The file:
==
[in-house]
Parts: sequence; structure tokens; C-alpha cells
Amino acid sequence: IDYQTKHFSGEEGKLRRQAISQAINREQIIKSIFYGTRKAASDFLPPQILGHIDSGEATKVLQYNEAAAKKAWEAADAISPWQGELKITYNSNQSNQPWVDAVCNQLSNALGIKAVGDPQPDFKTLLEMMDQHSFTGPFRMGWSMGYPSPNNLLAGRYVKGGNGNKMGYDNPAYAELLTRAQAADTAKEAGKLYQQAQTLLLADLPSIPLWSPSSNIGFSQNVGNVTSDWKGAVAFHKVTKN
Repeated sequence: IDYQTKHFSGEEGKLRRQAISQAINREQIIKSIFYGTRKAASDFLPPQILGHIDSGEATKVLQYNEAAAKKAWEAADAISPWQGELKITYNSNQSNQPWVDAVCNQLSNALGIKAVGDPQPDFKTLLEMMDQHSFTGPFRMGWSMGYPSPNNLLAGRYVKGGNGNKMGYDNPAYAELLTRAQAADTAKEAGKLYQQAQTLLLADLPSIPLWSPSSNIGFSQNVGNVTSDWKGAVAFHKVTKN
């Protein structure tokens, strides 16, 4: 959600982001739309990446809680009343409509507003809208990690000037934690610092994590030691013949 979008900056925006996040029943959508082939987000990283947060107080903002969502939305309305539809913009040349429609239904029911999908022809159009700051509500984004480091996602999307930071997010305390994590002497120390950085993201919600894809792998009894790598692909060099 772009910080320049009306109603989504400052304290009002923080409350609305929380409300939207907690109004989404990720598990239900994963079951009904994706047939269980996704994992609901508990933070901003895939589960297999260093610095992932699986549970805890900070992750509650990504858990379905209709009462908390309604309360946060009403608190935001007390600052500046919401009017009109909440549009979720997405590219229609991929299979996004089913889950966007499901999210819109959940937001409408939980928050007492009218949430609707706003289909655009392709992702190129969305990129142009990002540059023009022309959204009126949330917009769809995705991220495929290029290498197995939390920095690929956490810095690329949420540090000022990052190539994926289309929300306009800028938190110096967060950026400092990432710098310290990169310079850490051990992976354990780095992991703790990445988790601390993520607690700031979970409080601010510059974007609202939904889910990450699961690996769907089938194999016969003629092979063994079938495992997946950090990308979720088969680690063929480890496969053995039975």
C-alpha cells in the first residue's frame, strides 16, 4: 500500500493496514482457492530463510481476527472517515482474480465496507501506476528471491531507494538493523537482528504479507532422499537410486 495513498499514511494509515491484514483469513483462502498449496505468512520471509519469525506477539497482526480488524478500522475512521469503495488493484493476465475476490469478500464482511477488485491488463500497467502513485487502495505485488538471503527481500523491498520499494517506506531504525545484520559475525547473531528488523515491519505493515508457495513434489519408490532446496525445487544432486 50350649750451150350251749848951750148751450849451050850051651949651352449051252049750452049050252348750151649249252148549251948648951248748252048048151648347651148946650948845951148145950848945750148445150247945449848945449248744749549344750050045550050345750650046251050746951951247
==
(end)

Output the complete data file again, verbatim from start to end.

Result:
[in-house]
Parts: sequence; structure tokens; C-alpha cells
Amino acid sequence: IDYQTKHFSGEEGKLRRQAISQAINREQIIKSIFYGTRKAASDFLPPQILGHIDSGEATKVLQYNEAAAKKAWEAADAISPWQGELKITYNSNQSNQPWVDAVCNQLSNALGIKAVGDPQPDFKTLLEMMDQHSFTGPFRMGWSMGYPSPNNLLAGRYVKGGNGNKMGYDNPAYAELLTRAQAADTAKEAGKLYQQAQTLLLADLPSIPLWSPSSNIGFSQNVGNVTSDWKGAVAFHKVTKN
Repeated sequence: IDYQTKHFSGEEGKLRRQAISQAINREQIIKSIFYGTRKAASDFLPPQILGHIDSGEATKVLQYNEAAAKKAWEAADAISPWQGELKITYNSNQSNQPWVDAVCNQLSNALGIKAVGDPQPDFKTLLEMMDQHSFTGPFRMGWSMGYPSPNNLLAGRYVKGGNGNKMGYDNPAYAELLTRAQAADTAKEAGKLYQQAQTLLLADLPSIPLWSPSSNIGFSQNVGNVTSDWKGAVAFHKVTKN
């Protein structure tokens, strides 16, 4: 959600982001739309990446809680009343409509507003809208990690000037934690610092994590030691013949 979008900056925006996040029943959508082939987000990283947060107080903002969502939305309305539809913009040349429609239904029911999908022809159009700051509500984004480091996602999307930071997010305390994590002497120390950085993201919600894809792998009894790598692909060099 772009910080320049009306109603989504400052304290009002923080409350609305929380409300939207907690109004989404990720598990239900994963079951009904994706047939269980996704994992609901508990933070901003895939589960297999260093610095992932699986549970805890900070992750509650990504858990379905209709009462908390309604309360946060009403608190935001007390600052500046919401009017009109909440549009979720997405590219229609991929299979996004089913889950966007499901999210819109959940937001409408939980928050007492009218949430609707706003289909655009392709992702190129969305990129142009990002540059023009022309959204009126949330917009769809995705991220495929290029290498197995939390920095690929956490810095690329949420540090000022990052190539994926289309929300306009800028938190110096967060950026400092990432710098310290990169310079850490051990992976354990780095992991703790990445988790601390993520607690700031979970409080601010510059974007609202939904889910990450699961690996769907089938194999016969003629092979063994079938495992997946950090990308979720088969680690063929480890496969053995039975």
C-alpha cells in the first residue's frame, strides 16, 4: 500500500493496514482457492530463510481476527472517515482474480465496507501506476528471491531507494538493523537482528504479507532422499537410486 495513498499514511494509515491484514483469513483462502498449496505468512520471509519469525506477539497482526480488524478500522475512521469503495488493484493476465475476490469478500464482511477488485491488463500497467502513485487502495505485488538471503527481500523491498520499494517506506531504525545484520559475525547473531528488523515491519505493515508457495513434489519408490532446496525445487544432486 50350649750451150350251749848951750148751450849451050850051651949651352449051252049750452049050252348750151649249252148549251948648951248748252048048151648347651148946650948845951148145950848945750148445150247945449848945449248744749549344750050045550050345750650046251050746951951247